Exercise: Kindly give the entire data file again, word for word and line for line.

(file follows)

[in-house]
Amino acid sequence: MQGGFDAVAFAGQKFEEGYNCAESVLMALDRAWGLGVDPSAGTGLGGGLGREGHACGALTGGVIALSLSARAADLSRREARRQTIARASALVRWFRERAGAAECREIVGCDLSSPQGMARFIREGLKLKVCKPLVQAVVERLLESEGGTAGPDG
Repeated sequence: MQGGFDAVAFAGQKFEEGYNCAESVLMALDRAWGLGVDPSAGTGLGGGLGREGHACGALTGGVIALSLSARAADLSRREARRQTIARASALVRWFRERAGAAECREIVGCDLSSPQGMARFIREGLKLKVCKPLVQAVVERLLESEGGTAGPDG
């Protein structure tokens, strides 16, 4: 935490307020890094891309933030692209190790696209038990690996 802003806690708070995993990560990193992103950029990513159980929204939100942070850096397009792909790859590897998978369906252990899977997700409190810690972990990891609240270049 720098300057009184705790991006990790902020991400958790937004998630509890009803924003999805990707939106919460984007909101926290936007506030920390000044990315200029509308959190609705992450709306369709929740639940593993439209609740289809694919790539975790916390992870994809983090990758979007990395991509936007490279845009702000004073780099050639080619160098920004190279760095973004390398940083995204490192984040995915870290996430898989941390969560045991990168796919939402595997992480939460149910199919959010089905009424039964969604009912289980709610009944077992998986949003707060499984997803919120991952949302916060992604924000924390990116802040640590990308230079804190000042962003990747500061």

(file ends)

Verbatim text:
[in-house]
Amino acid sequence: MQGGFDAVAFAGQKFEEGYNCAESVLMALDRAWGLGVDPSAGTGLGGGLGREGHACGALTGGVIALSLSARAADLSRREARRQTIARASALVRWFRERAGAAECREIVGCDLSSPQGMARFIREGLKLKVCKPLVQAVVERLLESEGGTAGPDG
Repeated sequence: MQGGFDAVAFAGQKFEEGYNCAESVLMALDRAWGLGVDPSAGTGLGGGLGREGHACGALTGGVIALSLSARAADLSRREARRQTIARASALVRWFRERAGAAECREIVGCDLSSPQGMARFIREGLKLKVCKPLVQAVVERLLESEGGTAGPDG
């Protein structure tokens, strides 16, 4: 935490307020890094891309933030692209190790696209038990690996 802003806690708070995993990560990193992103950029990513159980929204939100942070850096397009792909790859590897998978369906252990899977997700409190810690972990990891609240270049 720098300057009184705790991006990790902020991400958790937004998630509890009803924003999805990707939106919460984007909101926290936007506030920390000044990315200029509308959190609705992450709306369709929740639940593993439209609740289809694919790539975790916390992870994809983090990758979007990395991509936007490279845009702000004073780099050639080619160098920004190279760095973004390398940083995204490192984040995915870290996430898989941390969560045991990168796919939402595997992480939460149910199919959010089905009424039964969604009912289980709610009944077992998986949003707060499984997803919120991952949302916060992604924000924390990116802040640590990308230079804190000042962003990747500061």